AIR MARSHAL ANIL CHOPRA | 30 SEPTEMBER, 2016

China-Pakistan Economic Corridor: Implications And Options


 The rapidly evolving, US$ 46 billion, 2442 km long, China–Pakistan Economic Corridor (CPEC) is essentially a group of infrastructure projects that will connect Kashgar in western China to the Arabian Sea port of Gwadar in Pakistan. 

The corridor is part of furtherance of China’s desire to find a shorter, more direct, route to the Middle East, Central Asia, Africa and rest of the Western world. Currently it has to trade with these regions by sea through the very long route passing the Malacca strait. China has partly funded the infrastructure, and arranged cheap Chinese bank loans for Pakistan specific projects. CPEC is targeted to be completed by year 2030. 

It includes creation of state-of-the-art road and rail network and electricity generation projects that will significantly boost the Pakistan economy, and also create nearly a million jobs. The project includes laying oil and gas pipelines, which could later link with Iran. Nearly 10,000 MW additional electricity is planned to be generated. The total value of the projects is close to 20% of current Pakistan GDP. 

There will be direct and indirect benefits for every department of national building. Iran has also shown interest in joining to secure the Chinese oil and gas market and is ultimately willing to extend the Iran-Pakistan gas pipeline to China. With Chinese banks giving concessional long term loans to Pakistan government, this relationship would last for years to come. Pakistan calls it a ‘Game and Fate’ changer.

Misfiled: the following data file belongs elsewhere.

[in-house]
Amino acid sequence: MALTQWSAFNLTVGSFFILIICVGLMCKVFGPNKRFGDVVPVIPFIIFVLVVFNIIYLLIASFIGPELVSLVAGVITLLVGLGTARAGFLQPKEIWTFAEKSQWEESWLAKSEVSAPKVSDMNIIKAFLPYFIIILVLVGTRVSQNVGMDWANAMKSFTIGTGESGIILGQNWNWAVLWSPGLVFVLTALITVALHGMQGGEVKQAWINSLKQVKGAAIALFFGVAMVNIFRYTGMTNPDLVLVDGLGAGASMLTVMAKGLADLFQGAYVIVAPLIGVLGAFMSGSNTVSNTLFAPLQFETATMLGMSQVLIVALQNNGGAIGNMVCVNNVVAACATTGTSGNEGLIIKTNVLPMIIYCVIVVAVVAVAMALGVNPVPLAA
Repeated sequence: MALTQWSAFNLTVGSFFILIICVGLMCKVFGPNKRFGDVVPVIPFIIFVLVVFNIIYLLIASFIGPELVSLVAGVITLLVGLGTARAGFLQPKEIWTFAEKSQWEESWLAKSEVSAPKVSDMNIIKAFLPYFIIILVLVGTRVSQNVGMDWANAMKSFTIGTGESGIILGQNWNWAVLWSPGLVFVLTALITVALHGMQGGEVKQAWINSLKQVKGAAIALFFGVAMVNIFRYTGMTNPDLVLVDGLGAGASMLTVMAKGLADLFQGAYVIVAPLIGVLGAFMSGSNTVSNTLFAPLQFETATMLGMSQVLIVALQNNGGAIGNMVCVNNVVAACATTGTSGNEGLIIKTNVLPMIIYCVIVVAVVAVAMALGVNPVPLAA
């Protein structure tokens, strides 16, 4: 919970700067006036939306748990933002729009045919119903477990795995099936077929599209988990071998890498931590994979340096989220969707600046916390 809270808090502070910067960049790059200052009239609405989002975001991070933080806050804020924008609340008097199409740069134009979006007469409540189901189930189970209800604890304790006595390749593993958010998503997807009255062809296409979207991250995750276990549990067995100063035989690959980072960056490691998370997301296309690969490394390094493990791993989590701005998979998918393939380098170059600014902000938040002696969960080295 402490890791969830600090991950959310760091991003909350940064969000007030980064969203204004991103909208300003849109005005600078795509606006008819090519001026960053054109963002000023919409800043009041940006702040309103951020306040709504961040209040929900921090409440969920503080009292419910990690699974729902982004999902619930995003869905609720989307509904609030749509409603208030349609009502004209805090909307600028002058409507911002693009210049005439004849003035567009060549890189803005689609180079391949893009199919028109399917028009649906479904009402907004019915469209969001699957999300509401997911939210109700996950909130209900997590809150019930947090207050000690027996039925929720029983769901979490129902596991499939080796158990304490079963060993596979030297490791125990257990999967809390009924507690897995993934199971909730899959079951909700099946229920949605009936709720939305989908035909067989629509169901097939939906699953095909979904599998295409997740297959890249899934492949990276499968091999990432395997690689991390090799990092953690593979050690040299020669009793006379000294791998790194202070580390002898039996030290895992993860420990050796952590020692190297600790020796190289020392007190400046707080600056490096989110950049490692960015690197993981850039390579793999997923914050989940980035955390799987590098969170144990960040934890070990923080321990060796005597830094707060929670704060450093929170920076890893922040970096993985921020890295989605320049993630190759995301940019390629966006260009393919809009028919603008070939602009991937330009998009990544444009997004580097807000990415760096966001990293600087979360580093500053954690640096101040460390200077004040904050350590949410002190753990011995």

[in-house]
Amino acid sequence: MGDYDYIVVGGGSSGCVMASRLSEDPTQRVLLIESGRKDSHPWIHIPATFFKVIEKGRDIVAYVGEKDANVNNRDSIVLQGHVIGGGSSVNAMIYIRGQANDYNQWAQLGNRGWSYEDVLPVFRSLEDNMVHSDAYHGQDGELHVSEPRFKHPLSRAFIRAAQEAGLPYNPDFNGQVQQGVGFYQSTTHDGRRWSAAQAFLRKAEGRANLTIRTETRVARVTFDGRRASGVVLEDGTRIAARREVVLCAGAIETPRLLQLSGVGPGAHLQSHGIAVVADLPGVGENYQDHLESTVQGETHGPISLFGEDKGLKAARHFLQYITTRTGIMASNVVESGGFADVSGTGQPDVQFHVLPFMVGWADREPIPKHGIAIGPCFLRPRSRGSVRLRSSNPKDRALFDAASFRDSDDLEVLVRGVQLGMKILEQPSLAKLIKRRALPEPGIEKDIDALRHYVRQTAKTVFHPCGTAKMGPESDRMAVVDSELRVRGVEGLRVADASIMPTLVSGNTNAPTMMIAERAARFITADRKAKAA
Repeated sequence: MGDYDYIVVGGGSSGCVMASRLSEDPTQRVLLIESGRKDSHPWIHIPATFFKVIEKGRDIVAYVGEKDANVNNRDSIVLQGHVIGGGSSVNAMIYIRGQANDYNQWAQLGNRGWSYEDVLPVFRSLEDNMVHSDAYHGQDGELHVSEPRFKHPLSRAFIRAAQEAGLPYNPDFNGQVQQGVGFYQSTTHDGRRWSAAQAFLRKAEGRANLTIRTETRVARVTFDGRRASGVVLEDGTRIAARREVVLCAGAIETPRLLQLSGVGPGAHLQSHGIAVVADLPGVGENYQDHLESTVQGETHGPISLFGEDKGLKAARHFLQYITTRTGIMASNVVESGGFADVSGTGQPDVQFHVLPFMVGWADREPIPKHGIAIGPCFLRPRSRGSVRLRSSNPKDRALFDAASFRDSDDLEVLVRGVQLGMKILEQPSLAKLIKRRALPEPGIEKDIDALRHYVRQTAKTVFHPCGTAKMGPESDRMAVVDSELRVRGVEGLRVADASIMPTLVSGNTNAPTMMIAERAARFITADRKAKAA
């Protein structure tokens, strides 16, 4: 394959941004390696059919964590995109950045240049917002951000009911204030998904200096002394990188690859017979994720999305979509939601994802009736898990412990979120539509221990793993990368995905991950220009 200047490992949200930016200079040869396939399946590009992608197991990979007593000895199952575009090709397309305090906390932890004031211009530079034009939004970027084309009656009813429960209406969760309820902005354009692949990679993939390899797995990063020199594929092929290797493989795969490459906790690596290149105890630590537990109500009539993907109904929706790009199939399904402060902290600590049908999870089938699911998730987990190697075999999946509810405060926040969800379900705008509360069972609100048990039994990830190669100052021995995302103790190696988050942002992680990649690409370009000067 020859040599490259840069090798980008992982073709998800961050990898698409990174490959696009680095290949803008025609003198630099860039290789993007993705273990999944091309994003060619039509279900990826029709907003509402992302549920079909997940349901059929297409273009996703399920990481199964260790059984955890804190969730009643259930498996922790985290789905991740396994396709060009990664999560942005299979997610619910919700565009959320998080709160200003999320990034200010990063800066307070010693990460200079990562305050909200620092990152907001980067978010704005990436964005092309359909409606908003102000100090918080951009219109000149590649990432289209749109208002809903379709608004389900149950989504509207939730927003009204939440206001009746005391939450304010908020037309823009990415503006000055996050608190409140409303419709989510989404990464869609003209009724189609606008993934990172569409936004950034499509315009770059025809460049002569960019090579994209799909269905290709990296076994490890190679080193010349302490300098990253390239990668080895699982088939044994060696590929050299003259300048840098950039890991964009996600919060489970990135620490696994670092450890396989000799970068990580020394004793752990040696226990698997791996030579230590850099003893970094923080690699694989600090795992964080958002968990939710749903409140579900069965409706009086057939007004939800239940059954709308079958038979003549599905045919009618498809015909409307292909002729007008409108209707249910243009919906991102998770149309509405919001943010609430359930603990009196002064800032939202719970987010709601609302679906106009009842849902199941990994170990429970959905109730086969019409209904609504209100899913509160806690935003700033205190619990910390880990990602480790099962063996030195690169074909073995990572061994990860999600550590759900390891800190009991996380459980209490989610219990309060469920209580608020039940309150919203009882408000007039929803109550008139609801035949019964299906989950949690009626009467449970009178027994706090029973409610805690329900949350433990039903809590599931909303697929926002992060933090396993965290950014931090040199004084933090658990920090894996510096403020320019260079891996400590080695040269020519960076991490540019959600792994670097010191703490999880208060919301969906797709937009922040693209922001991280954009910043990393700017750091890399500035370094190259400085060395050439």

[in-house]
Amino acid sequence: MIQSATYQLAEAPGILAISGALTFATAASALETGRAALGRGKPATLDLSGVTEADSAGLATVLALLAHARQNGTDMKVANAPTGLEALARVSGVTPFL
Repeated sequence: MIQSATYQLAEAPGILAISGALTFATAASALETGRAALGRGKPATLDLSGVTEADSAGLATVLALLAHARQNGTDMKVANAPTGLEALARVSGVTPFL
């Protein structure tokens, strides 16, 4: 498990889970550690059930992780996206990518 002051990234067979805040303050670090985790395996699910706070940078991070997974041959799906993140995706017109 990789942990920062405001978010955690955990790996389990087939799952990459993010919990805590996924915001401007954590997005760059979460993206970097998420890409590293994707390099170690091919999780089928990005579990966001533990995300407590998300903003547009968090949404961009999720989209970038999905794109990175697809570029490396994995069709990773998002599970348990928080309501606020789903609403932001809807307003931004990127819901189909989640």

Due to the Geo-political nature and economic benefits, it is very important for both China and Pakistan that this corridor succeeds. Its security is thus of great concern. Xinjiang Uyghur Autonomous Region is the largest Chinese administrative division spanning over 1.6 million square kilometres. Xinjiang borders Mongolia, Russia, Kazakhstan, Kyrgyzstan, Tajikistan, Afghanistan, Pakistan and India. The historical silk route passed through it. It has abundant oil and mineral reserves and it is currently China's largest natural gas-producing region.

Muslims form 58% of the province's population. There is an uprising for independence which has caused tension and ethnic strife. CPEC will exploit Uyghur resources and there is being opposed by them. Militants will pose a threat. Part of Jammu & Kashmir, Baltistan is a mountainous region in north Kashmir which is sandwiched between Gilgit, Xinjiang and Ladakh. Baltistan have been governed by Pakistan since 1948. In 1969 it became part of newly created Northern Areas. In August 2009 Pakistan created Gilgit–Baltistan autonomous region. Balti people are of Tibetan descent. Today majority of the population follows Islam. Known as the Little Tibet, public rage has been growing against Pakistan in the absence of civic rights and democracy. As the CPEC passes through the region it has implications.